SAN FRANCISCO – When he stepped into the on-deck circle in the top of the second Friday night, Victor Robles immediately heard Davey Martinez say it.
“Get your hands up!” the Nationals manager implored his center fielder from his dugout perch only a few feet away.
When he stepped into the on-deck circle again in the top of the third, Robles again heard the same message from his manager.
“Yeah, every time,” Robles said, via interpreter Octavio Martinez. “Every time I go into the on-deck circle, he reminds me.”
Yep, it happened again in the top of the sixth, then the top of the seventh, then the top of the eighth. At some point, Robles didn’t even wait for his manager to say it. He jumped the gun and said it himself before the message could be delivered.
“He started laughing a couple times,” Martinez said. “He was saying: ‘You better get those hands up!’ ”
Why so much repeated usage of the exact same message? Because it works. More than anything else the Nationals have tried with Robles over the last two frustrating seasons, this simple reminder may be the key to fixing his swing and getting him back on track to realize his full potential as a hitter.
“If he keeps his hands up and doesn’t drop them – cause sometimes he’ll start up here and all of a sudden he starts creeping down – he can work down through the ball,” Martinez said, moving his hands through all the various positions to demonstrate the difference. “He stayed on top of the ball, which is beautiful.”
The work Martinez and Nationals hitting coach Darnell Coles have put in with Robles go back to March in West Palm Beach, Fla. But until this weekend, the results simply weren’t there to back up the message. Robles came to San Francisco with a .152 batting average, .239 slugging percentage and .443 OPS. Paltry sums, each of them.
Now, after going 6-for-8 with a walk, a double and four RBIs, Robles heads into today’s series finale against the Giants batting .241, slugging .333 and with an OPS of .626. Those numbers obviously aren’t going to cut it in the long run, but it’s a dramatic turn in the right direction at last, and perhaps the beginning of a larger turnaround two years in the making.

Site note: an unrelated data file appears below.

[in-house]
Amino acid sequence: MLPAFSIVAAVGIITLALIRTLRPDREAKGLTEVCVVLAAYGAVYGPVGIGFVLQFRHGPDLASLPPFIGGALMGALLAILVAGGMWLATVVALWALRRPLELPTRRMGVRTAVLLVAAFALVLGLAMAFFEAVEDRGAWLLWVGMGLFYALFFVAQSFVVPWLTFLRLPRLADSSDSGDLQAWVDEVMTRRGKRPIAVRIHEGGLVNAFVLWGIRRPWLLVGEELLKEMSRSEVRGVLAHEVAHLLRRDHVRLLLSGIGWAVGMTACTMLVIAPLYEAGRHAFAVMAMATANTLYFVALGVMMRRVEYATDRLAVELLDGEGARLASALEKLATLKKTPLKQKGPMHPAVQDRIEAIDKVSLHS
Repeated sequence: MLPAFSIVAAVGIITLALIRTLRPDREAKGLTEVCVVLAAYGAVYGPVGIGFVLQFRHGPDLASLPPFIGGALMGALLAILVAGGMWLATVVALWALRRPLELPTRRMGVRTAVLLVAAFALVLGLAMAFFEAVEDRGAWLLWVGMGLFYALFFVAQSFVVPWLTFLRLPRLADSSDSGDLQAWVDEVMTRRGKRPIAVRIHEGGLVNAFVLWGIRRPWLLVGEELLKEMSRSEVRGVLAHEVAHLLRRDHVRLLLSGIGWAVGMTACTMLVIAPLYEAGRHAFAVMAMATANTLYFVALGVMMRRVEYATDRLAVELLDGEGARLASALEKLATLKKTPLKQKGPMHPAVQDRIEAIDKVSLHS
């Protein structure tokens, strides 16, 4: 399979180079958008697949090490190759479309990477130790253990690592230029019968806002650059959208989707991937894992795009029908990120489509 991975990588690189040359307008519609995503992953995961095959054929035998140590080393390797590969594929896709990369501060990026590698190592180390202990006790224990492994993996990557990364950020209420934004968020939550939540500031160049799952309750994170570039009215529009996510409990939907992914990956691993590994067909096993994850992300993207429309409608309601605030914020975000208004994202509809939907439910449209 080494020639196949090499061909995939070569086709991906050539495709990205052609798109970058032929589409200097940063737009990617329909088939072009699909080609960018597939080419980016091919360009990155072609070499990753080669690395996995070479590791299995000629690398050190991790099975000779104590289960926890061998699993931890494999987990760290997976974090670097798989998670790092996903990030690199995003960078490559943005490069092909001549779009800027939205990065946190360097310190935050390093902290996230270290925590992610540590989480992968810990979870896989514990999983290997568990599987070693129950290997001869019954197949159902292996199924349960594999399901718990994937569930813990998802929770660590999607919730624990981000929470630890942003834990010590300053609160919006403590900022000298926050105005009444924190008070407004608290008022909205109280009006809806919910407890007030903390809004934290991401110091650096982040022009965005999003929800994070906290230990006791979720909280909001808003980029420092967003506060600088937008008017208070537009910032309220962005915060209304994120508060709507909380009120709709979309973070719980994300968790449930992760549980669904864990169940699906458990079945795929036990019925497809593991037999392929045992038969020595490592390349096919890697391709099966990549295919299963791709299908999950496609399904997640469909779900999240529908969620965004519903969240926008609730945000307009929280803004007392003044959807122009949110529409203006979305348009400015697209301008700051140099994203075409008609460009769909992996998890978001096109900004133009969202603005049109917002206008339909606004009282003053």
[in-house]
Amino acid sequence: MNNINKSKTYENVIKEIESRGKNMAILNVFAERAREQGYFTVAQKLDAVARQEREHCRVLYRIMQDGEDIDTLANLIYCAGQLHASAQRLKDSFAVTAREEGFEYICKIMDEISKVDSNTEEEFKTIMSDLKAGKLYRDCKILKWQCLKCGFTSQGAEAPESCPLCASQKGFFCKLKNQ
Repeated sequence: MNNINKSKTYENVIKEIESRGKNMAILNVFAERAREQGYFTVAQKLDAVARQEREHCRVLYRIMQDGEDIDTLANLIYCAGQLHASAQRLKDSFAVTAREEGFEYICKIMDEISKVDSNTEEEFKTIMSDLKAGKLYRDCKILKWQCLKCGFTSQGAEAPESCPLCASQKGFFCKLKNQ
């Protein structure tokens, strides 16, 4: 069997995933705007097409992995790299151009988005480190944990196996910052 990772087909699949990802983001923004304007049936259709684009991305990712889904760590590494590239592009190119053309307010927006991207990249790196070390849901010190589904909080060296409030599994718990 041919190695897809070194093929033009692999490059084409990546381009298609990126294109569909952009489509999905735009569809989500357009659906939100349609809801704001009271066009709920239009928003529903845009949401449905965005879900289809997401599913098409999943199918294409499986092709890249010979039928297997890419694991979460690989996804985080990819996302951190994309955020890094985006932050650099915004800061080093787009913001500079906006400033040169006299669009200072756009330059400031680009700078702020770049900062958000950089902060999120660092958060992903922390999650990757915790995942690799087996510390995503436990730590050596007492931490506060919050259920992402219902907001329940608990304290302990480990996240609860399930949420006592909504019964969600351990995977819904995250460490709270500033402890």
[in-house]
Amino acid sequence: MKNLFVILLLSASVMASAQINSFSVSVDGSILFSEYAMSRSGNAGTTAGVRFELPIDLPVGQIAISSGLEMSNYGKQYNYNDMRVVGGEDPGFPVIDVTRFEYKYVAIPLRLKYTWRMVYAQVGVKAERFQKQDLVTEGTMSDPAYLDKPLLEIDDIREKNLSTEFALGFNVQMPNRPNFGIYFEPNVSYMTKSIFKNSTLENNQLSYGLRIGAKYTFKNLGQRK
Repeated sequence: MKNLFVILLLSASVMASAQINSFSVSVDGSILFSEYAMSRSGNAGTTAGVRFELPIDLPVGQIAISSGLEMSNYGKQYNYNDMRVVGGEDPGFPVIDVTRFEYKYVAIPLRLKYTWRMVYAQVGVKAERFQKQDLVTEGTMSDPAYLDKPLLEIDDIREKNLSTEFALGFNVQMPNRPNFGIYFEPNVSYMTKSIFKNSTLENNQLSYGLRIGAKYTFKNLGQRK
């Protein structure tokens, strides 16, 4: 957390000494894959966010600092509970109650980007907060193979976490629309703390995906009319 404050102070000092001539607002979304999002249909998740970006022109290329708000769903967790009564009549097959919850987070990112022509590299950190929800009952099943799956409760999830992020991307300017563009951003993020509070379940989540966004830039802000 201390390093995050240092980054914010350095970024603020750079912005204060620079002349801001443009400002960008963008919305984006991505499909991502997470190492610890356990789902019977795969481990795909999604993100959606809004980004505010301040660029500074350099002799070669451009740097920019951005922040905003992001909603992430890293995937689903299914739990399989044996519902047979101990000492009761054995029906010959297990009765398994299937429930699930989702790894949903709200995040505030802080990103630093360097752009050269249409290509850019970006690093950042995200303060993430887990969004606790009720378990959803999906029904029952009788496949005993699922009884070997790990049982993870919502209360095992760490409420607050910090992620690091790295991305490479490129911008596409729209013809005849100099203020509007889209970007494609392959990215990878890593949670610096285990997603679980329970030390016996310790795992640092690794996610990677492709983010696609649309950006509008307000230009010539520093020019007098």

“I felt great, and thank God for that,” Robles said. “I’ve been making the adjustments that have been working for me lately. I keep working at it, and it’s been working, so I’m going to keep doing it.”
On the heels of back-to-back dismal seasons, the second of which ended with a month-long stint at Triple-A Rochester, Robles faced a make-or-break scenario this season. For the first time since his rookie season, he was assured of nothing entering spring training.
Why, then, did Coles not start working on this new batting position, with hands held high near his ear at the time a pitch is delivered, until late in March? Shouldn’t that process have begun over the winter, after Coles was hired to replace Kevin Long as hitting coach?
Ideally, yes. But this was no ordinary offseason across baseball. With the league locking out players from Dec. 1-March 10, coaches were prohibited from engaging in any conversations with players or providing any instruction.
So, Coles couldn’t actually begin working with Robles until the delayed spring training began at last in mid-March. Not the best time to try to make significant changes to a player’s swing, but they had no choice.
Perhaps unsurprisingly, Robles got off to a ragged start to the season. He opened in an 0-for-18 funk before finally notching his first hit April 17 in Pittsburgh. As recently as April 21, he was still batting a miniscule .094.
Since then, at last, some positive results. Over his last eight games, Robles is batting a robust .455 (10-for-22) with four doubles, two walks and six runs scored.
“His work that he’s done the last couple days has been great,” teammate Juan Soto said. “I think now he’s picking up whatever he’s been working on. I feel really happy for him. We’re really, really going need him in the bottom of the lineup, and I’m really happy that he’s getting success.”
How dramatic has the turnaround been? Well, when they arrive at the ballpark today, Robles and Soto each will be sporting a .241 batting average.
That’s not a particularly good sign of the current state of Soto’s production, but nobody’s worried about that in the long run. For now, everyone’s far more pleased to see Robles delivering consistently effective at-bats at last.
Thanks, of course, to that simple message he keeps hearing over and over: “Get your hands up!”
“I feel like I feel my hands more free,” Robles said. “And I think that’s just going to add more bat speed to my swing.”